We’re calling for effective action in the Online Safety Bill as child abuse image crimes reach record levels

66% increase in child abuse image offences recorded by UK police in the past 5 years, our investigation has revealed.1

A young boy in a bedroom, at a laptop, with their head in their hands

Over 30,000 crimes involving the sharing and possession of indecent images of children took place last year (2021/2022), according to freedom of information data obtained from UK police forces.

We believe that unregulated social media is causing this increase of online child sexual abuse. Social media companies are failing to stop their sites being used to organise, commit and share child abuse.

We’re calling on the government to give all children a powerful voice and representation in future regulation by creating a statutory child safety advocate through the Online Safety Bill. This would put children’s experiences at the front and centre of decision making, building safeguarding into regulation and prioritising child protection.

Our research into child abuse images on social media shows:2

  • Snapchat is the site most used to share child abuse images, being used in 43% of cases where a social media site was flagged.
  • Facebook, Instagram and WhatsApp, which are owned by Meta, were used in 33% of child abuse crimes on social media.
  • For the first time, virtual reality environments, such as the Metaverse which is accessed through Oculus headsets, were found to be involved in child sexual abuse image crimes.

Committing to a statutory child safety advocate is crucial, acting as an early warning system to identify child abuse risks and ensuring they are on the radar of companies and Ofcom. The advocate would reflect the experiences of children and young people and help create an online corporate culture that focuses on preventing abuse.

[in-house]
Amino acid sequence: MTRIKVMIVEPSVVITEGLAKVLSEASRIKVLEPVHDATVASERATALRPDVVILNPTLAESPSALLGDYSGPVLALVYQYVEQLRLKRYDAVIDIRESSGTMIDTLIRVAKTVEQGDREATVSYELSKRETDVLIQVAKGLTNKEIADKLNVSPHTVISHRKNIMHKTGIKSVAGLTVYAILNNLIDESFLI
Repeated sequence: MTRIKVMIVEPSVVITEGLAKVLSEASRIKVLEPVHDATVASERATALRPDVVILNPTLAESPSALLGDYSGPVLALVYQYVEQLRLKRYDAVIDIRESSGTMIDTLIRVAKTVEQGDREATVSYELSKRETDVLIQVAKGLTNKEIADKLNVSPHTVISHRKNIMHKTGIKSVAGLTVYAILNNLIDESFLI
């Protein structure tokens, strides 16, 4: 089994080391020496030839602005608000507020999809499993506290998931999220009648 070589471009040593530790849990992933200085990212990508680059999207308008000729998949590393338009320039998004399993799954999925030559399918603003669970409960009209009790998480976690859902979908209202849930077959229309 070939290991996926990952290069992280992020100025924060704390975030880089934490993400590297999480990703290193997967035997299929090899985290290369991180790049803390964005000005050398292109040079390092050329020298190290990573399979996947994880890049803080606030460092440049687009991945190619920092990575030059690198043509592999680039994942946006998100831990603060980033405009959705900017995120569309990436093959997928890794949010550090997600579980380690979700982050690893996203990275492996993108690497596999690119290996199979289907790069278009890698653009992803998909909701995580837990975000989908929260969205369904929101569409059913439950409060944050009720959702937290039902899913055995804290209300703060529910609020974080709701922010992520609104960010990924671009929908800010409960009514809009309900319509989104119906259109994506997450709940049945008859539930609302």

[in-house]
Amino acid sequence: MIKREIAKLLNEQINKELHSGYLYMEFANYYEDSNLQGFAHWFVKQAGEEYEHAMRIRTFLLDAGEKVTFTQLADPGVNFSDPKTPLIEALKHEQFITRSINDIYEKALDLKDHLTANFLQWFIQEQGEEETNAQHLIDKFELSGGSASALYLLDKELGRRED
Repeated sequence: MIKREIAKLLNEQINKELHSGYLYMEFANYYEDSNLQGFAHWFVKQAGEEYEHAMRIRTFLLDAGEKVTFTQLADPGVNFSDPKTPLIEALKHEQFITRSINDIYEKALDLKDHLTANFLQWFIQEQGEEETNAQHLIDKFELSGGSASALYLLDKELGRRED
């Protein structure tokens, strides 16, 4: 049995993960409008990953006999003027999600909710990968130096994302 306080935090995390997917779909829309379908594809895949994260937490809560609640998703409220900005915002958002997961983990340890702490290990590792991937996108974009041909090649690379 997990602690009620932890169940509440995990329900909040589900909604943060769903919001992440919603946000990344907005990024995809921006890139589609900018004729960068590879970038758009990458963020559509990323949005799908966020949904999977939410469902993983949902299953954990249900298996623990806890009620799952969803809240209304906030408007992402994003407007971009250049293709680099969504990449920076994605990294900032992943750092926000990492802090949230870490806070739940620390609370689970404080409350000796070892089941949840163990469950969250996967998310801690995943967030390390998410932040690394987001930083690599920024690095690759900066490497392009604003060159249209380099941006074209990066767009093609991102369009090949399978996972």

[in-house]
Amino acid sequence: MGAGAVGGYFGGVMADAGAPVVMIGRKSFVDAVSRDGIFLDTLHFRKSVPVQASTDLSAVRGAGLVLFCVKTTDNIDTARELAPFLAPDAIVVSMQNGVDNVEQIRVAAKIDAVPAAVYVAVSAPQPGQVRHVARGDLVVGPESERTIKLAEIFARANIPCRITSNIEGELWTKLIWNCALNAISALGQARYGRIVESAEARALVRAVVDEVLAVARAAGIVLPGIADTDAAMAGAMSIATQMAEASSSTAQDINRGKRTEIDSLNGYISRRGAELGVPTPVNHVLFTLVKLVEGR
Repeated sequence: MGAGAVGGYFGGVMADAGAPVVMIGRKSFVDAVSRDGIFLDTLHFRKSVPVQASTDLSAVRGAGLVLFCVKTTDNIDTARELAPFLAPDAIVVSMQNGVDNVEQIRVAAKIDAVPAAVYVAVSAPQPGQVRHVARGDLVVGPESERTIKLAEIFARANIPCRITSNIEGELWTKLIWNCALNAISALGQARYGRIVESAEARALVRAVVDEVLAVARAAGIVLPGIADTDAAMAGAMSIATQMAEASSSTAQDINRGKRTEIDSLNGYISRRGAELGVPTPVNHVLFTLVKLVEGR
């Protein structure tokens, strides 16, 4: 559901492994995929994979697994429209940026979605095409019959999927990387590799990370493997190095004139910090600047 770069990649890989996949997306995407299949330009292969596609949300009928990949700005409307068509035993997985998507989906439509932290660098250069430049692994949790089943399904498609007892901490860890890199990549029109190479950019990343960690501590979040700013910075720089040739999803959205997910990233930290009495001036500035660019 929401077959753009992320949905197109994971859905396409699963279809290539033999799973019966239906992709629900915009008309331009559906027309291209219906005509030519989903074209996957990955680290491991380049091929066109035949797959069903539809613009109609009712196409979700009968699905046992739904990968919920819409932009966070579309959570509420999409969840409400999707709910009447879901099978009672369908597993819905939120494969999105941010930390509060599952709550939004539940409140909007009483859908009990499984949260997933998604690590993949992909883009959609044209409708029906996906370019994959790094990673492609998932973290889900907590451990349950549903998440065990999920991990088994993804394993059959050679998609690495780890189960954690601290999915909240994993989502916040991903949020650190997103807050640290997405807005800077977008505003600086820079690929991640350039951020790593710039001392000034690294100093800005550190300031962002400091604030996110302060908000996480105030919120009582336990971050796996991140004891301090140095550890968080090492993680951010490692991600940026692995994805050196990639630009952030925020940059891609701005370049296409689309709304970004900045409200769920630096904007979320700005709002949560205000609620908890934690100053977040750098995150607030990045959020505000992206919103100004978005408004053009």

Holly*, 14, contacted Childline after being groomed online:

“I was talking with this guy online and trusted him. I sent him quite a lot of nude pictures of myself and now he is threatening to send them to my friends and family unless I send him more nudes, or pay him.

“I reported it to Instagram, but they still haven't got back. I don’t want to tell the police because my parents would then know what I did and would be so disappointed.”

*Name has been changed to protect anonymity.

Online Safety Bill amendments

We're asking for amendments to the Online Safety Bill as it passes through the House of Lords, to improve its response to child sexual abuse.

We are asking the House of Lords:

  • To back the creation of a child safety advocate, similar to statutory user advocacy arrangements that are effective across other regulated sectors.
  • To give Ofcom access to children's voices and experiences in real-time through an expert child safety advocate, similar to what Citizen's Advice does for energy and postal consumers.
  • To hold tech bosses criminally liable if their sites continue to expose children to preventable abuse. This should be included in the commitment to hold senior managers liable if their products contribute to serious harm to children.

Meta encryption

In response to the latest data, we are renewing calls on Meta to pause plans to roll out default end-to-end encryption of Facebook and Instagram messenger services, to fit with future requirements of the Online Safety Bill.

Meta will make it impossible to identify grooming and the sharing of child sexual abuse images, making the introduction of a child safety advocate even more important. 

The Online Safety Bill should be seen as an opportunity to encourage companies to invest in technological solutions to end-to-end encryption that protect adult privacy and keep children safe.

NSPCC Chief Executive, Sir Peter Wanless, said:


“These new figures are incredibly alarming, but reflect just the tip of the iceberg of what children are experiencing online.

“We hear from young people who feel powerless and let down as online sexual abuse risks becoming normalised for a generation of children.

“By creating a child safety advocate that stands up for children and families, the government can ensure the Online Safety Bill systemically prevents abuse.

“It would be inexcusable if in 5 years time we are still playing catch-up to pervasive abuse that has been allowed to proliferate on social media.”


    • We sent Freedom of Information requests to all 43 police forces in England and Wales and received data from PSNI and Police Scotland relating to recorded offence of indecent images of children. 41 forces provided useable data for 2021/22. From the data provided there were 30,925 recorded offences. 45 forces provided useable data for 2016/17 amounting to 18,575 offences, a 66% increase over five years from 2016/17 to 2021/22.
  1. In 2021/22 the total number of instances where a social media or gaming site was recorded by the police in an offence was 9,888 times. Of these Snapchat was recorded 4,293 times, Facebook 1,361, Instagram 1,363 and WhatsApp 547